Brick (2005) wasn’t some big studio project nor was it funded with millions of dollars. It was a budget independent film written and directed by Rian Johnson. In fact, this was his first attempt at writing and directing a feature film and after watching Brick, it’s almost unbelievable.
The film revolves Brendan Frye (Joseph Gordon-Levitt), a student who finds the body of his ex-girlfriend Emily Kostich (Emilie de Ravin). Soon enough Brendan falls into the seedy hidden world behind senior American high school students. It’s full of liars, cheats and more femme fatales than you could shake a stick at. The film seems to stick to the rules of classic Film Noirs without it seeming cliché at all, it does this through clever character build ups by giving you only an inch of the character in plain sight. The rest of it is up for you to work out.
Another notable significant joy of this film is the way it is written. The language flows more beautifully than a Raymond Chandler novel while still sticking to a modern theme. With a clever use of quick sentences and metaphors, the film almost feels like extended poetry rather than a crime story at heart. The techniques are a joy to the eye also and instead of spending thousands of dollars on expensive special effects, he instead creates the right shots using a mixture of clever camera techniques and fades. The entire look of the film leaves you feeling eerie and on edge at all times with it’s clever use of colour and long steady shots.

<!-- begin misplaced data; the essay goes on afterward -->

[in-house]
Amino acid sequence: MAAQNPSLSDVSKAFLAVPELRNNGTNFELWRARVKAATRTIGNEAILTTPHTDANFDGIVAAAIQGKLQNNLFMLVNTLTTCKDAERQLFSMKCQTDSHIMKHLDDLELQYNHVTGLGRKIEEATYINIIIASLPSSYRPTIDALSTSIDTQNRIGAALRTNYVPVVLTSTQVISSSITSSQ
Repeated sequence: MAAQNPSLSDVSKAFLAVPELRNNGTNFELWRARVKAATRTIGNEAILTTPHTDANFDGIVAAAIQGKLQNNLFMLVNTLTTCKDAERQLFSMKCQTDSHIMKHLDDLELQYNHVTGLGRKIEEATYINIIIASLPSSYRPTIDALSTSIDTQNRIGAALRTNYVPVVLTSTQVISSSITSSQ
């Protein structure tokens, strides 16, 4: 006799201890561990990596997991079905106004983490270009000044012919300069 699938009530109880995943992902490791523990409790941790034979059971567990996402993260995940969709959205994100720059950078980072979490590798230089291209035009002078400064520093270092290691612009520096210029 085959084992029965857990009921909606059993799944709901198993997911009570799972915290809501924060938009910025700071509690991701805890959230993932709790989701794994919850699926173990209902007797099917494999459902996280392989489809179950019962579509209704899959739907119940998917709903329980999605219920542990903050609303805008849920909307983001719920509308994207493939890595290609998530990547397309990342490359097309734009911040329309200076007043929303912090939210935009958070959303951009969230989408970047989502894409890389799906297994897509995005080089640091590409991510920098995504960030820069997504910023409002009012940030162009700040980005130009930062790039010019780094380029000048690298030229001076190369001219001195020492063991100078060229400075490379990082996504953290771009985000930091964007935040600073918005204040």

What I find more impressive is Rian Johnson’s way in which he treated the entire film as a whole. The advice he gave to all of the actors was to stay away from Film Noir all together and instead read more hard boiled literature and watch certain Wilder comedy movies. He wanted to stay clear of good actors acting badly, playing up to the roles they’re meant to fit. This seems to give the feel a more genuine feel as none of the actors seem to play up to the stereotype but fit them perfectly.
Nobody would have thought that perfect neo-noir could be set in an American high school but Rian Johnson saw something that very few directors or writers do. He saw the underlining of how a high school works and adapted the film noir ethic to it, it’s almost genius in the way he does. After watching the film, it suddenly shocks you of how well it all truly works and how all the characters fit beautifully into place.